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Experts in business are critical for the running of successful running of every company in the world - just one of the reasons why being a skilled businessperson can translate into almost any sector or future career. However, with different companies come different application processes.
With that in mind, we have surveyed a number of different businesses to find out what their typical application journey entarils, and here's what you can expect for your business apprenticeship application process.
You'll need to submit your CV and either answer some application questions or write a cover letter. This is your chance to highlight your skills, experiences, and qualifications, making a strong case for why you're an ideal candidate for the business apprenticeship.
You will have interviews with a panel from the employer's side, either face-to-face or virtually. This is where you can really let your personality shine, communicate effectively, and express your enthusiasm for the company. It's a crucial step to show how you would fit into the business environment.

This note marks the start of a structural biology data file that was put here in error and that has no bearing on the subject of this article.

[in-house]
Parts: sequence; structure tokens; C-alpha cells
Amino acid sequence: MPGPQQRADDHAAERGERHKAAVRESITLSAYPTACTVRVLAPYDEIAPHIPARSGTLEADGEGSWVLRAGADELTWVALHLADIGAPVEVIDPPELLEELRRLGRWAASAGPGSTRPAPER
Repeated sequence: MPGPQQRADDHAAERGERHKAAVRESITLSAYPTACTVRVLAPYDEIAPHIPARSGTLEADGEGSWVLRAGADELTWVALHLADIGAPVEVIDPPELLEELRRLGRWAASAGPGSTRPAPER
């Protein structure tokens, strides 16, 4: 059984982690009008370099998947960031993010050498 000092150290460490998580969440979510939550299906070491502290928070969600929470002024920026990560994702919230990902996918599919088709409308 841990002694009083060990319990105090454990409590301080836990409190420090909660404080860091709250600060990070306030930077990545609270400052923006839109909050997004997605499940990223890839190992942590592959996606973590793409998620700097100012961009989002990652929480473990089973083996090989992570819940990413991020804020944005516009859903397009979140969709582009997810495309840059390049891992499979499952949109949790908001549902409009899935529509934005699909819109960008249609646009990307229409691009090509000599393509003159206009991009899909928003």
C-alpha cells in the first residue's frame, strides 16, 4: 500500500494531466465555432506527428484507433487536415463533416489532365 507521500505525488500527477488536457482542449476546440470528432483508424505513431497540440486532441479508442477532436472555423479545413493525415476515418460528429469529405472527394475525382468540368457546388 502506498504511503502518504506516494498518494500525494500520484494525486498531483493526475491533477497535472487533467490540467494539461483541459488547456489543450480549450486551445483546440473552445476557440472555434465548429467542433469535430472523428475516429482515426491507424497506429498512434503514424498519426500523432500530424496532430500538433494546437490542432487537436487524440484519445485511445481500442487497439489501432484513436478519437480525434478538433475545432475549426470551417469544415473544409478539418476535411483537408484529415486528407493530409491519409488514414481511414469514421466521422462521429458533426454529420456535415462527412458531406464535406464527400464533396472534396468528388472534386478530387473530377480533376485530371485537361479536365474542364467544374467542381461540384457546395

Finally, you'll participate in group activities alongside other candidates. This stage assesses your teamwork and problem-solving skills in a business-like scenario. It's an opportunity for you to demonstrate how you handle challenges, work collaboratively with others, and respond to different situations in a team setting.
Dos and don'ts when applying for an business apprenticeship
- Include any relevant work experience, for example, a retail job you have at the weekend or any internships you’ve done. Remember, every experience you have of working will be for an established business. So, technically, there's no wrong answer here.
- Show your wider knowledge of the industry, like podcasts you’ve listened to or relevant YouTube channels you follow that have been instrumental in your growing passion in the business sector.
- Look at examples of the company’s previous projects to discuss in the interview. It shows your interest in that company specifically, the way they run, as well as the values and culture the business promotes.
- Don't be generic. Tell the employer why you want to work for them specifically. E.g. – their values, projects they’ve worked on etc.